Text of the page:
I am reminded of some emails I sent to active duty buddies concerning Chinese and Russian owned internet servers in the great Northern Virginia server farms a decade or so ago. I noticed because I'm paranoid about who sees my data movement no matter where they're purportedly located or how 'friendly' they are. I'm not important enough for anyone to care about my systems so why was I connecting to Chinese company owned servers? Ownership wasn't hidden in those days because no one was paranoid enough to believe routing all traffic through the server farm would give the adversaries useable information. Everything is encrypted right? Except the years and articles here and elsewhere have shown it wasn't and it was a massive harvest if the Russians and Chinese were doing anything with it.
Now the same people you had to beat on the head to get them to pay attention to a real security risk are putting all of the CIA, and the rest of the alphabet agencies data 'in the cloud'. Probably based on the concept that neither the Chinese nor the Russians have placed any agents in cloud server maintenance and high level encryption is unbreakable unless quantum computers become a useable reality. Of course, neither the Chinese nor the Russians are investing in quantum computer development.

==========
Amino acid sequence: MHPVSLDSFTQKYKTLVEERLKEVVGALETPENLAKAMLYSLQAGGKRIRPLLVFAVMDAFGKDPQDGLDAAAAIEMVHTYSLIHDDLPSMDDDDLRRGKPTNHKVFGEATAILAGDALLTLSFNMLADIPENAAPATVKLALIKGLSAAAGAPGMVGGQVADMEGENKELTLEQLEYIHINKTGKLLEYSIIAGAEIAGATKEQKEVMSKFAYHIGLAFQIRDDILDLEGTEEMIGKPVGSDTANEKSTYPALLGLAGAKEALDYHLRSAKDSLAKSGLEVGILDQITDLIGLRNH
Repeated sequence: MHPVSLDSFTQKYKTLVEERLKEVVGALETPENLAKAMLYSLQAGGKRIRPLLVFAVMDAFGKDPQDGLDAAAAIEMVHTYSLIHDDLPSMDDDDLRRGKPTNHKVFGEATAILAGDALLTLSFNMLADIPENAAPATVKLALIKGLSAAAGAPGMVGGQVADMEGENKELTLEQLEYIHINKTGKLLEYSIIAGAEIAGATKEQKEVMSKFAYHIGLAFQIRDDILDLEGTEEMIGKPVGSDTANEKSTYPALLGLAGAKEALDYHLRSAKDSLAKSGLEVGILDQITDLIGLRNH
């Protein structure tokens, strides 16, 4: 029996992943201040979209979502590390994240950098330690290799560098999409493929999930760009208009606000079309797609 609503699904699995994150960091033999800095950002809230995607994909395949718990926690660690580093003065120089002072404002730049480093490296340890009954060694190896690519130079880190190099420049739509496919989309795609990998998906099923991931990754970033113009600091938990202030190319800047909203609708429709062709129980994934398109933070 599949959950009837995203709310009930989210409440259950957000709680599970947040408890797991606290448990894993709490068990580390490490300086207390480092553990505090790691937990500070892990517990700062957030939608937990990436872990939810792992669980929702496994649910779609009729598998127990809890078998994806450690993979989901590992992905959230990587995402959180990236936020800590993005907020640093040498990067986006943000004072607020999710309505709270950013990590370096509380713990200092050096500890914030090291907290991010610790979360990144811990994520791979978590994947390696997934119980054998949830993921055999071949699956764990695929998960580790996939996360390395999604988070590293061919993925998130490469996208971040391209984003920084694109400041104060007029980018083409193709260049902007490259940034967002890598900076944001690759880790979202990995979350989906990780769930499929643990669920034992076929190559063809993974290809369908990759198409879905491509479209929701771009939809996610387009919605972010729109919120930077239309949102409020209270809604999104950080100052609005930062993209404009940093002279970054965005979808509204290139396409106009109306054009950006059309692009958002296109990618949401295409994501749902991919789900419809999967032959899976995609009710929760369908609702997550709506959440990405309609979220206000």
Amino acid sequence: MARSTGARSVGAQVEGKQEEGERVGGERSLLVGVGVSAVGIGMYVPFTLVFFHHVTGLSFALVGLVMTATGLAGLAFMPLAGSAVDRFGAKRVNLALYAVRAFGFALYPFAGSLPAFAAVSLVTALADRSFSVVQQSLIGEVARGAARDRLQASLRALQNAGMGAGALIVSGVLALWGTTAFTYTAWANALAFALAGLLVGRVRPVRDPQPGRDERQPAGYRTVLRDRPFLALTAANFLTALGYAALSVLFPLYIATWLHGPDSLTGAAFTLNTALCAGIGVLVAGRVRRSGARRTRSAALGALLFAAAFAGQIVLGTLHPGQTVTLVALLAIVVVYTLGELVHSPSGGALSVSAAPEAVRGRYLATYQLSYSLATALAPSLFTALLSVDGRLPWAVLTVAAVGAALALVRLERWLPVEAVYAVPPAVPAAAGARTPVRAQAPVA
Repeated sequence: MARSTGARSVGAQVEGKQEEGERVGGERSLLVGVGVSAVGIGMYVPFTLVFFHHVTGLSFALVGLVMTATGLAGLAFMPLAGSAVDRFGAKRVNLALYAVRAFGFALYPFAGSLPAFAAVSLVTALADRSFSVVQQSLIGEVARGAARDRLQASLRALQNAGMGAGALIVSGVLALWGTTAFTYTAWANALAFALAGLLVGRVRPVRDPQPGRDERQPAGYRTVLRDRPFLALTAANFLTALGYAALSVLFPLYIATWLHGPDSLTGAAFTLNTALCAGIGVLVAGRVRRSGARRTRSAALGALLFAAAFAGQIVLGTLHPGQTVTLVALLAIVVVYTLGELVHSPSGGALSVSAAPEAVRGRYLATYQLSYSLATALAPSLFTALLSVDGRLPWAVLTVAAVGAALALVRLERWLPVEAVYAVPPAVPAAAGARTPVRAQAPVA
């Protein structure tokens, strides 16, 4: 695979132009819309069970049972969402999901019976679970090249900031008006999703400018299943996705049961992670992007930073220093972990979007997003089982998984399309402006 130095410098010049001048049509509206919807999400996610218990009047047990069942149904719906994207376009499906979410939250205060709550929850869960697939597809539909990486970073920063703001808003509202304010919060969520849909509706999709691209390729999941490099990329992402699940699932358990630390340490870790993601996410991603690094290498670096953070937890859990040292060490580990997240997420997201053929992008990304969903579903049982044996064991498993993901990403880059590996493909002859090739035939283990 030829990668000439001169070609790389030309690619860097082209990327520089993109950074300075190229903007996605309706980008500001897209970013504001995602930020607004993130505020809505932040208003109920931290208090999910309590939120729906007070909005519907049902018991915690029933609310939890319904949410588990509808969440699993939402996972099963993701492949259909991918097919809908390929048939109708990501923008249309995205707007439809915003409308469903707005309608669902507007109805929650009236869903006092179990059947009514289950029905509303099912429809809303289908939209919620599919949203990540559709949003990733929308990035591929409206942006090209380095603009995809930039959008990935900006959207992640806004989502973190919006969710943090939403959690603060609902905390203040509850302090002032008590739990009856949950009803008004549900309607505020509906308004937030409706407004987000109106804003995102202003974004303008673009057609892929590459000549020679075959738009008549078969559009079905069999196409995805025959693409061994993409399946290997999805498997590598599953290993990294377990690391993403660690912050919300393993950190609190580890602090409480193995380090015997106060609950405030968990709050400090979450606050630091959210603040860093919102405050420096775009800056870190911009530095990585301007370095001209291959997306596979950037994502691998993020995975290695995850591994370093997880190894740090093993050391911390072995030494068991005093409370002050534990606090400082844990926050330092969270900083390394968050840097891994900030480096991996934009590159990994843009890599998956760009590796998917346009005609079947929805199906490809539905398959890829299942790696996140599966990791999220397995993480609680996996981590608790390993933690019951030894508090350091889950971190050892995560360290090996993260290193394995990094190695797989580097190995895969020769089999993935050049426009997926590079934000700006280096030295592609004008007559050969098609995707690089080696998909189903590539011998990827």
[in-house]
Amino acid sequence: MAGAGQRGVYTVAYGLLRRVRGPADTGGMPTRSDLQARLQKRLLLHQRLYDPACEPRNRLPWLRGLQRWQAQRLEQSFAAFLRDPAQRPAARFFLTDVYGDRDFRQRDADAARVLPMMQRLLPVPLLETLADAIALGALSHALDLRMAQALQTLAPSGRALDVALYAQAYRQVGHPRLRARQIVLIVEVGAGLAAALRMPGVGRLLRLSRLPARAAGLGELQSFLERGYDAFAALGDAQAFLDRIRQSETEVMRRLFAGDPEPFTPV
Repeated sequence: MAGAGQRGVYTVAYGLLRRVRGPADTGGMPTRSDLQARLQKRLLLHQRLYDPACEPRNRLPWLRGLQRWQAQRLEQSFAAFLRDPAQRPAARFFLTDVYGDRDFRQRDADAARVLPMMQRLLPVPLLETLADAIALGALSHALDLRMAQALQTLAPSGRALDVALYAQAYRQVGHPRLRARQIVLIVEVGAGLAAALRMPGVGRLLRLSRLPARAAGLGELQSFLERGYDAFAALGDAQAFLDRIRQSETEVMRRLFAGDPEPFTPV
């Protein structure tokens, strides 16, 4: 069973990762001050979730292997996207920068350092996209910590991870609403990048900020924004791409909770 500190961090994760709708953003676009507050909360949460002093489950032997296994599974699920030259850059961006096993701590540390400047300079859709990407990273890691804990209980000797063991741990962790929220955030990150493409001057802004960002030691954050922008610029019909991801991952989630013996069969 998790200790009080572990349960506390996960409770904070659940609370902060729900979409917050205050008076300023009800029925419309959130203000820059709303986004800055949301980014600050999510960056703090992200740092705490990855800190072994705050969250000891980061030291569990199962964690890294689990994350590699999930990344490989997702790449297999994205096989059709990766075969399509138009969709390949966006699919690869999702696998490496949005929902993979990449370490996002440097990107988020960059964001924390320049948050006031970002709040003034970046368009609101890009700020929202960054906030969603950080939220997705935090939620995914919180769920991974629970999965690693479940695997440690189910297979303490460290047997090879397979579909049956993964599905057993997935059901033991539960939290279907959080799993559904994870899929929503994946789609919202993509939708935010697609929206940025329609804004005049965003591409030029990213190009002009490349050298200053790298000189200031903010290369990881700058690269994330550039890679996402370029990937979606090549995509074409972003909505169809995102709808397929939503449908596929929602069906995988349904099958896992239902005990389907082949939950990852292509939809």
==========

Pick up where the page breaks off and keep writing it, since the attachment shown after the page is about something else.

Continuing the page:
Now built-in chips on tens of thousands of KNOWN motherboards placed in lowest bid GSA purchases. There's probably no chips on unknown motherboards. That's just paranoia.
Are you serious with "neither the Chinese nor the Russians are investing in quantum computer development."?
 
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p51d007

TS Evangelist
The other problem, is if anyone does business in China, you are "forced" to hand over some of your "intellectual property" to China, making it even easier for them to reverse engineer things, which is why you see so many knock offs, that come from China. WORST thing Nixon ever did was open up trade with the Communist in China in 1971.
 

Ted Ingersol

TS Rookie
Consoles have been hacked since they were released to the market. It's not such a leap in logic to discover that this can and will be done.
 

gollum21

TS Enthusiast
Has NOBODY heard the very common warning that "There is NO security without Physical Security."?
Most people haven't, that's for sure. Many don't even know desktop/server towers can have a spot for padlocks on the back.

Also somewhat off topic but you'd think with all the ransomeware attacks that keeping backups would be common practice too lmao.

And don't even get me started on non-tech savy users. One of the weakest links in all of network security. While you scrunitize all your hardware and software some dufus is going to open bad emails, bring in an infected USB from home, ect.